AUSTIN, Texas (Texas Media Collective) – Late this past Friday, the Texas Senate voted 19-11 for harsh anti-abortion measures that include a 20-week ban on abortions, with no exemptions for rape or incest.
The vote came after Republicans shot down 20 amendments, offered by such Democratic state senators as filibuster star Wendy Davis, Kirk Watson, and Rodney Ellis, that in the main focused on women’s health issues. Republican Gov. Rick Perry is expected to sign the bill quickly into law.
The law will allow abortions only in state-of-the-art surgical centers, limit where and when women may take abortion-inducing pills, and ban abortions after 20 weeks.
Out of the state’s 47 abortion clinics, only five reportedly meet the new requirements to remain open. The 47 clinics provide wellness visits, cancer screenings, sex education, birth control, and abortions.
During the final debate, Sen. Ellis pointed out that the State of Texas, run by Republicans, turned down a large sum of Obamacare health funding. “Supposedly, your abortion bill is about quality of care of women, but then you turn down that much money, that would be a third of our current budget,” he said.
In a state Capitol where gun wearing is allowed for licensed owners, visitors wanting to watch the final Senate debate had their bags searched by security guards who removed anything remotely throwable – including tampons.
Guards viewed the tampons as possible projectiles, although how much damage a tampon could do thrown from the gallery is debatable. Guards stopped the tampon seizures once visitors, by way of sarcastic tweets and online postings, alerted the public.
Down on the Senate floor, more serious matters prevailed. Sen. Watson called the anti-abortion bill a “poster child for Big Government regulation.” He said, “Let’s be honest what this bill is about. It’s bogus. Its true agenda … is to reduce access to safe and legal abortion procedures … It’s a power grab.”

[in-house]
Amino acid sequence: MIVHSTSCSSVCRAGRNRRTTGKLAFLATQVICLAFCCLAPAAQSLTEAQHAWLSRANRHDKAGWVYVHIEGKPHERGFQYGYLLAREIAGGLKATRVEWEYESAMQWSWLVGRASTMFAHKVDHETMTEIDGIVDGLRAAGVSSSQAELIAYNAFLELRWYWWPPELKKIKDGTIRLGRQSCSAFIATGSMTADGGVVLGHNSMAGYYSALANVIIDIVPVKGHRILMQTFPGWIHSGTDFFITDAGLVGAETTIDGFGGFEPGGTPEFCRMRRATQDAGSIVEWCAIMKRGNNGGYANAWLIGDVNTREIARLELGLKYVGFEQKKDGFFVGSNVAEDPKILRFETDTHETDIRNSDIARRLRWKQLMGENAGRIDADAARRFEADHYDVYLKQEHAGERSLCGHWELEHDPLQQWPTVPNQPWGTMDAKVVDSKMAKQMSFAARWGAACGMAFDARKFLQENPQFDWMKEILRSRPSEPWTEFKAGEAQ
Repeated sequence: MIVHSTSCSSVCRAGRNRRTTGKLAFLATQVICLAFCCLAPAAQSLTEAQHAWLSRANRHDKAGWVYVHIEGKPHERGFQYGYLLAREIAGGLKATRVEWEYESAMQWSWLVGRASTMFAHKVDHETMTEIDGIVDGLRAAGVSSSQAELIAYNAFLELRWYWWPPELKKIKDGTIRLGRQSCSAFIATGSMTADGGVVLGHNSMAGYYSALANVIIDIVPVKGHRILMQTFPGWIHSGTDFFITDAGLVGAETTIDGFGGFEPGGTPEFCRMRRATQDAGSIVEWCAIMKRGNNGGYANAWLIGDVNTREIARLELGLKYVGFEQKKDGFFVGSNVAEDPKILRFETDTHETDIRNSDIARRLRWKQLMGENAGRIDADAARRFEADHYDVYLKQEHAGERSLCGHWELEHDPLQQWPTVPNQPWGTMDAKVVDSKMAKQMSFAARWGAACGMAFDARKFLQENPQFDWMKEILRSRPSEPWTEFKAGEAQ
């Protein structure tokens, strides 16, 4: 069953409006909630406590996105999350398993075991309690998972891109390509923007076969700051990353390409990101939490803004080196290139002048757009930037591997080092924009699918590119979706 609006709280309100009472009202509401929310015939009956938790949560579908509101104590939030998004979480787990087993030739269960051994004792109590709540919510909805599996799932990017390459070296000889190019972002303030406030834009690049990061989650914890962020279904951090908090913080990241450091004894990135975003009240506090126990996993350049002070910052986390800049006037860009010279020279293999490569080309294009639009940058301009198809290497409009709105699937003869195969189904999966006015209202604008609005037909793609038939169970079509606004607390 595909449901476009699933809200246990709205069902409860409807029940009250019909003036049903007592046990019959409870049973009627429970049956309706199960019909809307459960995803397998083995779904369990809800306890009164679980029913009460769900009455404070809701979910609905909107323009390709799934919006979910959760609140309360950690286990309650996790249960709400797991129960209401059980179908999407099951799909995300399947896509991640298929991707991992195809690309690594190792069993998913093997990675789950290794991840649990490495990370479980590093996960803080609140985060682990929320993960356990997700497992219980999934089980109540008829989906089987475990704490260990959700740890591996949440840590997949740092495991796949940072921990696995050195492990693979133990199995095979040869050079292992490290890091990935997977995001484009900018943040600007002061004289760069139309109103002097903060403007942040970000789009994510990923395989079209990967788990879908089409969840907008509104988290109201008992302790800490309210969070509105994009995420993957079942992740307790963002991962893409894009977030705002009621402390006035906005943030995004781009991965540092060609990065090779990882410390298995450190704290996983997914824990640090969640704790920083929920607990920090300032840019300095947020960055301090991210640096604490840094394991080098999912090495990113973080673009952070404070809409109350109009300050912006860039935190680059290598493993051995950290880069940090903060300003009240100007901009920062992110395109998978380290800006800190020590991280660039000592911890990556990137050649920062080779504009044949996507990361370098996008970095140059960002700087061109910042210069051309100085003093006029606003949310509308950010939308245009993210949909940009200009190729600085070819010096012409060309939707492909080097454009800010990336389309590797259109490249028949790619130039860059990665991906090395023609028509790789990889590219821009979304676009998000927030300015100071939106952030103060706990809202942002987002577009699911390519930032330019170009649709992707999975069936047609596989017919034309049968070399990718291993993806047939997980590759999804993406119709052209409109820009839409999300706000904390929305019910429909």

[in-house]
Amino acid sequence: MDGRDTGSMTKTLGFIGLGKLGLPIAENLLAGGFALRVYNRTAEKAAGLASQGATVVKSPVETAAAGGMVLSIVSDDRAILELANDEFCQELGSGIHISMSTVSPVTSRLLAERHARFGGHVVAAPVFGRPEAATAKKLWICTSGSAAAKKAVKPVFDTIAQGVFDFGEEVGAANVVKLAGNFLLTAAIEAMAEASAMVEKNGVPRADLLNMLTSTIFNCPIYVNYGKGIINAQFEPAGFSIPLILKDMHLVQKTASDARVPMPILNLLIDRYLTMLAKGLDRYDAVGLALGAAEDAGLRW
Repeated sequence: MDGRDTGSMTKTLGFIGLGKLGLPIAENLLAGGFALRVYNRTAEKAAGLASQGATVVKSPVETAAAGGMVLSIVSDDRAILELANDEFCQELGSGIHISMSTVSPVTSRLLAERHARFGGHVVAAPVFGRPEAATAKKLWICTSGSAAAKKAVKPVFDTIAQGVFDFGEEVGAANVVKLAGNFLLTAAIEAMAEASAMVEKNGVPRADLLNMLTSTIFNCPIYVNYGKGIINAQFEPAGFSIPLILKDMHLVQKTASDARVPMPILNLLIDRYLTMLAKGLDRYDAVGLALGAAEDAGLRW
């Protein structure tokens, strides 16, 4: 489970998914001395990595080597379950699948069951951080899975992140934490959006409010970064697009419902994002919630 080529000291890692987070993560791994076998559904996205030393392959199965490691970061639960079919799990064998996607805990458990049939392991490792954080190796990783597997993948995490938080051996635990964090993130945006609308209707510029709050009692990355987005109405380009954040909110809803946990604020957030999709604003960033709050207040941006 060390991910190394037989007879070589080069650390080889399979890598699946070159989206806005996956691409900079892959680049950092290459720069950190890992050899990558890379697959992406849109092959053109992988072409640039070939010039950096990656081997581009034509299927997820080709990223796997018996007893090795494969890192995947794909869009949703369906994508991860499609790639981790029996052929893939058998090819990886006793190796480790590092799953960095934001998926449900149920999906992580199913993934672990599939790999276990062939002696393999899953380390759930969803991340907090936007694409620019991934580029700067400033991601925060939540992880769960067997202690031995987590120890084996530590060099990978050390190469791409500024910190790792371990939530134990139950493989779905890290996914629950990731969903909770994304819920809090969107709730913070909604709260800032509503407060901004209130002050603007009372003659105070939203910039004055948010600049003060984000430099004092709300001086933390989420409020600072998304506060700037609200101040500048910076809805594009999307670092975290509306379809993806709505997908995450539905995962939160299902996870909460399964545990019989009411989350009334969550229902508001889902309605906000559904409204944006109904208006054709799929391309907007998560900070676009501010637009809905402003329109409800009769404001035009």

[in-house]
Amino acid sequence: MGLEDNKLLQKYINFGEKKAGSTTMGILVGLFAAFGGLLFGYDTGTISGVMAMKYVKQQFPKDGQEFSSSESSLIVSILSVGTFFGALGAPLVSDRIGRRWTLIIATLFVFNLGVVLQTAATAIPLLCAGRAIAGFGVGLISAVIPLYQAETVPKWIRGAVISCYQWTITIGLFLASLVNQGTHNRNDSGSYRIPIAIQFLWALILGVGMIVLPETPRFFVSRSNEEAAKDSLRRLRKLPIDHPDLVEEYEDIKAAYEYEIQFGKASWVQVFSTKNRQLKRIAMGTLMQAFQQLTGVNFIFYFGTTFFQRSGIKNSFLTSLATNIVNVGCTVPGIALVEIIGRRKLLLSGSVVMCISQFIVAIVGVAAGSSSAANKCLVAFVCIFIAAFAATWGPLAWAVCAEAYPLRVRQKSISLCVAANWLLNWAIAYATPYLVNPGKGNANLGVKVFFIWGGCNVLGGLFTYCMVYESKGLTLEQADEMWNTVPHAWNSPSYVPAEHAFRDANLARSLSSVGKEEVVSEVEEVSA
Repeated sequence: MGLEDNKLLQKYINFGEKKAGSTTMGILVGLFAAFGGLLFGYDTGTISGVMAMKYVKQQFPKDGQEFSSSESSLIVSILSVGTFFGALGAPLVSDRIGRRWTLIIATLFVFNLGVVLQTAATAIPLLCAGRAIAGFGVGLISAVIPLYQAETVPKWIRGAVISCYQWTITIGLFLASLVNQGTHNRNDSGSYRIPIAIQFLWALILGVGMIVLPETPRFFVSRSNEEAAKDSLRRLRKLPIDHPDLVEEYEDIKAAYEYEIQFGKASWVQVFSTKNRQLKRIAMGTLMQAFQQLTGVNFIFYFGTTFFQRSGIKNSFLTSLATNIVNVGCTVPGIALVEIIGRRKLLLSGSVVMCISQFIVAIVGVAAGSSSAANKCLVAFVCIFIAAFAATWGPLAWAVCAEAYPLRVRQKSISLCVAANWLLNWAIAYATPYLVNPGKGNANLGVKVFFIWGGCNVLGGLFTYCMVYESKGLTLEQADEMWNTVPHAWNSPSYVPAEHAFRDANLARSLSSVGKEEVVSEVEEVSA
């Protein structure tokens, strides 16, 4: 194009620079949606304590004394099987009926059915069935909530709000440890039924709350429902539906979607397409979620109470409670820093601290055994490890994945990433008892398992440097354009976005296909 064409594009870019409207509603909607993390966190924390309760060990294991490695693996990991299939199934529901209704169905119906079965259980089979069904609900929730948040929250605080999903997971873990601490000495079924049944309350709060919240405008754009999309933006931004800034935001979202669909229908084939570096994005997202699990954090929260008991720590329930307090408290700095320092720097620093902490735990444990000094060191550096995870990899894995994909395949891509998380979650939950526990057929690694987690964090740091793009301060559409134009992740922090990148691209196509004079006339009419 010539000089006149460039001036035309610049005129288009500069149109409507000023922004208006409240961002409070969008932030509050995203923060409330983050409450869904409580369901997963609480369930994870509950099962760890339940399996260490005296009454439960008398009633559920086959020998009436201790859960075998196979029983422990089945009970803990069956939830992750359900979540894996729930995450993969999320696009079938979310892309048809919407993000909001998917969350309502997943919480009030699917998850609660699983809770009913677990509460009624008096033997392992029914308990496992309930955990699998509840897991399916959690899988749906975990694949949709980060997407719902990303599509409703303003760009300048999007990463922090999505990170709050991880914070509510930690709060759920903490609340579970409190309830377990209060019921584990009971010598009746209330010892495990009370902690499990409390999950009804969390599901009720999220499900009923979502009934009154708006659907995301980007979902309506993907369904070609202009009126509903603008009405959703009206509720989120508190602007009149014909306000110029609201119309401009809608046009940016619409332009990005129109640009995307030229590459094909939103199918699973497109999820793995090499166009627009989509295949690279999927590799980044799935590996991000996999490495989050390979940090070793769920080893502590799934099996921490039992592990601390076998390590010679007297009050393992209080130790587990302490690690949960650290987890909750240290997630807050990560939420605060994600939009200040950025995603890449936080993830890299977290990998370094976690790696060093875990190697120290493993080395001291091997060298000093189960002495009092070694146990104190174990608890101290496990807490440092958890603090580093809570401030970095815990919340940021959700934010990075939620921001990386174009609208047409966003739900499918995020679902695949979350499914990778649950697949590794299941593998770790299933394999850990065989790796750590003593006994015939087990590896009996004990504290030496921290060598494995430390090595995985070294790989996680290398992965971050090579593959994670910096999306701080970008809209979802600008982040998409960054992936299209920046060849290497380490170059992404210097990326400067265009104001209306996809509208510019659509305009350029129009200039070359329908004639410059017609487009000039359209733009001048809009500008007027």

Republican Sen. Dan Patrick claimed during the debate, “I listen to the word of God in this issue.” After describing voting for the restrictions as the Christian thing to do, he added: “Are we a nation that stands for a Judeo-Christian ethic, or are we not?”
Fellow Sen. John Whitmire, a Democrat and, like Patrick, a born-again Christian, countered, “I believe you’ve crossed the line. Don’t question the faith of any member on this floor. It has no place in this discussion.”
Lisa, an activist who attended much of the session, commented, “What someone does with their own body is extremely personal. Why do we want to criminalize women on top of everything else they must decide? These laws will not stop abortions in Texas or anywhere else; they will only make them unsafe.”
Lisa happens to be Jewish. She said, “I feel that the government shouldn’t be able to put their religious beliefs in my health care. They are imposing their faith on me to the point that they’ll make me a criminal if I don’t act the way they want on this … Now women are having to decide if they’re going to break the law or not.”
A young Latina who lives in Central Texas, and didn’t want her name used, attended one of the hearings leading up to the final vote.
She had never before been in the Senate chambers. “I had no idea what to expect,” she said. “It upset me, watching them vote on something they shouldn’t use the law for. I have family in the Valley [the Rio Grande valley at the southernmost tip of Texas], so this definitely affects them … driving all day to get to someplace that’ll treat a woman with dignity. These Republicans, they don’t think they have to live by the rules on making honest money … but we’ve got to live by their rules on religion and sex, stuff like that. It’s crazy.”
Photo: At the Texas State Capitol, June 23, 2013. Ann Harkness CC 2.0